Objective—To describe clinical signs and clinicopathologic
findings in donkeys with hypothermia.
Animals—10 hypothermic donkeys.
Procedure—Information on signalment, history,
physical examination findings, results of diagnostic
tests, treatments, and necropsy findings was extracted
from medical records of all donkeys with hypothermia
between 1988 and 1998 and compared with information
from medical records of all normothermic donkeys
and hypothermic horses admitted to the hospital
during the same period.
Results—Donkeys were more likely to be hypothermic
than horses. The mean age of hypothermic donkeys
was 6 years (range, 7 months to 11 years), compared
with 4.2 years (range, < 1 month to 15 years)
for normothermic donkeys; this difference was not
significant. Ten of 12 horses with hypothermia were
neonates; there were no hypothermic neonatal donkeys.
At admission, 7 of 8 hypothermic donkeys were
in good body condition and all hypothermic donkeys
were weak. Six hypothermic donkeys were able to
maintain sternal recumbency, 1 remained in lateral
recumbency, and 3 were able to stand. Of the 10
hypothermic donkeys, 2 survived, 1 died, and 7 were
euthanatized. Histologically, the thyroid glands from 4
of 5 hypothermic donkeys appeared abnormal and
were similar to those of foals with hypothyroidism.
During the months that hypothermic donkeys were
admitted, there was not a significant difference in
environmental temperatures on days of admission
between hypothermic and normothermic donkeys.
Conclusions and Clinical Relevance—Hypothermia
is a problem in donkeys during cold winter months,
and may not be secondary to other diseases or related
to diet or management. (J Am Vet Med Assoc
Objective—To identify the types of injuries sustained
by horses that competed in steeplechase races and
determine the prevalence of and risk factors for those
Animals—2,680 horses that competed in various
types of steeplechase races from 1996 through 2000.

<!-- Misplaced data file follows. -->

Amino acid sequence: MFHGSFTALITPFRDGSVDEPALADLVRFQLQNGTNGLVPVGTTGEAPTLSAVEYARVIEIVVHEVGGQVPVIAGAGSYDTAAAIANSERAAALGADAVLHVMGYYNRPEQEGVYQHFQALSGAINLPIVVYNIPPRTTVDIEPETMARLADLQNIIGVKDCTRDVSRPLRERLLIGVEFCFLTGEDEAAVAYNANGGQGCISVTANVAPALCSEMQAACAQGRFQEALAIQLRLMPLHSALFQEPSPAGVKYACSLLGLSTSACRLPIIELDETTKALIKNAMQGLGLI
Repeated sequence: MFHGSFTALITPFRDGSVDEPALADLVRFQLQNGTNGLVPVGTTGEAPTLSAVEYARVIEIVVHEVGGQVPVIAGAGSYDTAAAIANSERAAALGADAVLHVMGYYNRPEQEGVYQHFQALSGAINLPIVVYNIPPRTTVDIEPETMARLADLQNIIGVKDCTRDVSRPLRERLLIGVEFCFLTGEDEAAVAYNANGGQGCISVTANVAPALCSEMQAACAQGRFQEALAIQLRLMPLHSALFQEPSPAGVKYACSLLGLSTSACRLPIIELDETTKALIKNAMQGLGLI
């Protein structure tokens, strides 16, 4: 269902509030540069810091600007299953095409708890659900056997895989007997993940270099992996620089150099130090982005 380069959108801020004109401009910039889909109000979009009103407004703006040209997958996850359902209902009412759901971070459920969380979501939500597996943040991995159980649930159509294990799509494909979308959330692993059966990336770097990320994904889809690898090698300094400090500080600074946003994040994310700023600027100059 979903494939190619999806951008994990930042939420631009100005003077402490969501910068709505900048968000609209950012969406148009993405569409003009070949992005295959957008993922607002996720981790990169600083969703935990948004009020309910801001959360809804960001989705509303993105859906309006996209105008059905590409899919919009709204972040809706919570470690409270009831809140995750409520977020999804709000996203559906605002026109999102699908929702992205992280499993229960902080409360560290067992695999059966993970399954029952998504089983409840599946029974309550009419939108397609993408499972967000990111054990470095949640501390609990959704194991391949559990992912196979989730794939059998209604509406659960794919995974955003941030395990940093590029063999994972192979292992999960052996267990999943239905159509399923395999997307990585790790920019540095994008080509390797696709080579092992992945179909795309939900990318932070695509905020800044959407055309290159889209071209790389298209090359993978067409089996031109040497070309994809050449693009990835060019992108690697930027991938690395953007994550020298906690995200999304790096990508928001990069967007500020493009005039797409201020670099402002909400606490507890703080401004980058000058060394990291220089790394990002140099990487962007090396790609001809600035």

Procedure—Data regarding races; environment;
equipment problems; the number of horses that
entered, started, and finished races; the number of
riders that fell; and the number of horses that were
slowed or stopped by the rider, ran off the course, fell,
and sustained injuries or physical abnormalities during
races were collected on a standard form by the official
veterinarian who attended each meet. Data from
all meets were not recorded; however, in recorded
meets, data from every race were reported.
Results—Data for 197 hurdle, 65 timber, 76 flat, and
8 mixed races were recorded. Nine (3.4/1,000 horses
that started in races) horses died or were euthanatized,
and 7 of those were associated with catastrophic
musculoskeletal injury. Seven fractures were
recorded. Four fractures involved forelimbs, 1
involved a hind limb, and 2 involved the cervical portion
of the vertebral column. All horses with fractures
were euthanatized. Deep or hard course conditions
were associated with an increased risk of breakdown
Conclusions and Clinical Relevance—Successful
development and implementation of strategies to
prevent injuries and death in horses in steeplechase
races depend on a clear understanding of the types
and prevalence of injuries involved and risk factors
associated with those injuries. (J Am Vet Med Assoc